BB goes back to school on Monday. We’ve been in the house almost two months now, and we’re done unpacking. Renovation projects aren’t a daily thing (though we’re still working on a few smaller things, all cosmetic) and errands take half as long now that I don’t have to pull out my GPS every time I want to go somewhere. The garden’s still producing but not to the point where I’m canning or chopping endlessly. I’m back to my studies and workout routines, and I have hopes of school helping BB stay in more of a routine. Hopes.

As a result, I hope to be back to blogging more normally. If you ever plan a cross-country move, where your husband quits his job and has to find a new one, and you have to get your kids and pets and belongings from one coast to another, plan on things taking longer than you thought they would to calm down. A lot longer. Looking back, it’s only been a little less than four months but on the other hand, wow, it feels like a whole new world.

Today I have no titillating stories to share, no sarcasm and no areas where I can speak out against something…imagine that! 😉  I do want to share though that I took BB out to lunch yesterday with a friend and children, and he did AMAZING. The most polite little man, the sweetest, and social though it was a little loud at times and his eye contact wasn’t so hot. But I was SO impressed, so proud and so encouraged.

Other than that, on with some recent autism news:

The Utah News reports: Quality of Life for Autistic Adults Subject of New Study. This is a longterm study of 400 children and not entirely inclusive or surprising, but interesting nonetheless.

Age of Autism: New Study Shows Vaccines Cause Changes Found in Autism. I’m sure the only news play this will get is people ripping it apart. reports: Autistic Teen Jailed for Officer Assault. This one just proves that the authorities need more training so that they remain safe while also working more appropriately with disabled people. (Though the question of how they know an adult is disabled in an ‘invisible’ way is always going to be difficult.)’s got another interesting one: Advocates Urge Congress to Address Growing Needs of Adults with Autism. So true.

There are so many good blogs out there about autism, I would be hard-pressed to choose some to highlight, but I think once a week, I’m going to try to do that. (Now I just have to remember in the rush of the first week of school that I said that!)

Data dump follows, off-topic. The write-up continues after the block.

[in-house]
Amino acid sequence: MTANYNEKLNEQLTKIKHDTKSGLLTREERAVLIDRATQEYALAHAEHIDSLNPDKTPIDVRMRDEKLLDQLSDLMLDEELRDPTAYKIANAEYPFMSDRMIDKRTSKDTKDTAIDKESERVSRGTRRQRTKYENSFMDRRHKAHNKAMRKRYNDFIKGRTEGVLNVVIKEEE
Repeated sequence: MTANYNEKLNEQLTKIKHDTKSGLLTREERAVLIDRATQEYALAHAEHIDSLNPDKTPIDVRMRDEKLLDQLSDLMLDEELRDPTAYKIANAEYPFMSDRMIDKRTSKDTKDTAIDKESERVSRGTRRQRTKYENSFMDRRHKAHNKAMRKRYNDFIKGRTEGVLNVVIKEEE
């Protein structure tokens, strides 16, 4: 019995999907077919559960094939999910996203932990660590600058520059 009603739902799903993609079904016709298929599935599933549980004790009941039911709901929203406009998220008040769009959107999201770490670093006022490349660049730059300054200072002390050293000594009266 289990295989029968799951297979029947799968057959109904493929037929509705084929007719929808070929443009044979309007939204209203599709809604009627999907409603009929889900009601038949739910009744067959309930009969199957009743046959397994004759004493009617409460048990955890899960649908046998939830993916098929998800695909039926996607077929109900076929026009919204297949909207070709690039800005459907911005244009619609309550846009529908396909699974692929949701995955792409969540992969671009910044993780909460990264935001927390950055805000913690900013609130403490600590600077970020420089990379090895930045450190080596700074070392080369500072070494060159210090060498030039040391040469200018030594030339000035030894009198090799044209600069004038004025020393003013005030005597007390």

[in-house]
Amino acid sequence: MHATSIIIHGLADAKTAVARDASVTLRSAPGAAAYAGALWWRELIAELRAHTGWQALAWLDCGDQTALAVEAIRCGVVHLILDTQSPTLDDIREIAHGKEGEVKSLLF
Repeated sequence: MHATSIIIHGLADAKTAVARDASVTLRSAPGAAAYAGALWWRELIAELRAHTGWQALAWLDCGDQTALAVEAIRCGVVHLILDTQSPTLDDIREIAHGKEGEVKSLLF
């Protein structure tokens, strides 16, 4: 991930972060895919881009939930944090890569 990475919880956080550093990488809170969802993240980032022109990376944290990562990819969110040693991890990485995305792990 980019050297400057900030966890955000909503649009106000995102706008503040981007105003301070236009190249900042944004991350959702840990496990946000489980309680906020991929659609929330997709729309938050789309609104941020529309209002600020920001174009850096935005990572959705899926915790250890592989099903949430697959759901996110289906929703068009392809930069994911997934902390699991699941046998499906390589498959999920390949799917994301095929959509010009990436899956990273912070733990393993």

Have a good weekend….

Throughout the years, I’ve run into a few people who equate autism with a child being “slow.” It’s one of the most irritating myths about autism, right up there with “but he doesn’t look like Rainman…

Like so many others with autism, my son could teach people a thing or two. He’s got a sharper wit than most adults I know, and even when he’s testing my patience, he still makes us laugh.

Take this morning, for example. He didn’t want to brush his teeth, so I had to remind him to get moving so he wasn’t late for school.

“Super Mario has been looking for a place to shoot fireballs. I think I’ll message him.” Then he looked at me.

A few minutes later? “I need a tissue. STAT.”

And his parting shot, as he heads out the door with me trying to tie his shoes for him. “Mom, I GOT this. I’m the leader. Kids are generals. Moms are medics.”

Alrighty then. Life may not be the easiest for him, but he’s going to get along just fine. Just don’t expect him to do it quietly.

…days ago, and I didn’t do it. I didn’t lie, I promise. I just forgot.

Long story short, it’s going well. The foundation of everything, according to the school (and without any prompting from us at all), is social skills. Let me hear an AMEN.

He’s got a one-on-one still, a social skills aide, and several other social skills programs going on. His teacher is awesome, and she fills me in on how he does eating lunch even. We are thrilled.

As for BB, he likes his class, enjoys his teacher and finds the homework within reasonable amounts. He has a “girlfriend” with sparkly eyes, and he makes it through each day without a problem. He is happy.

So we’re happy.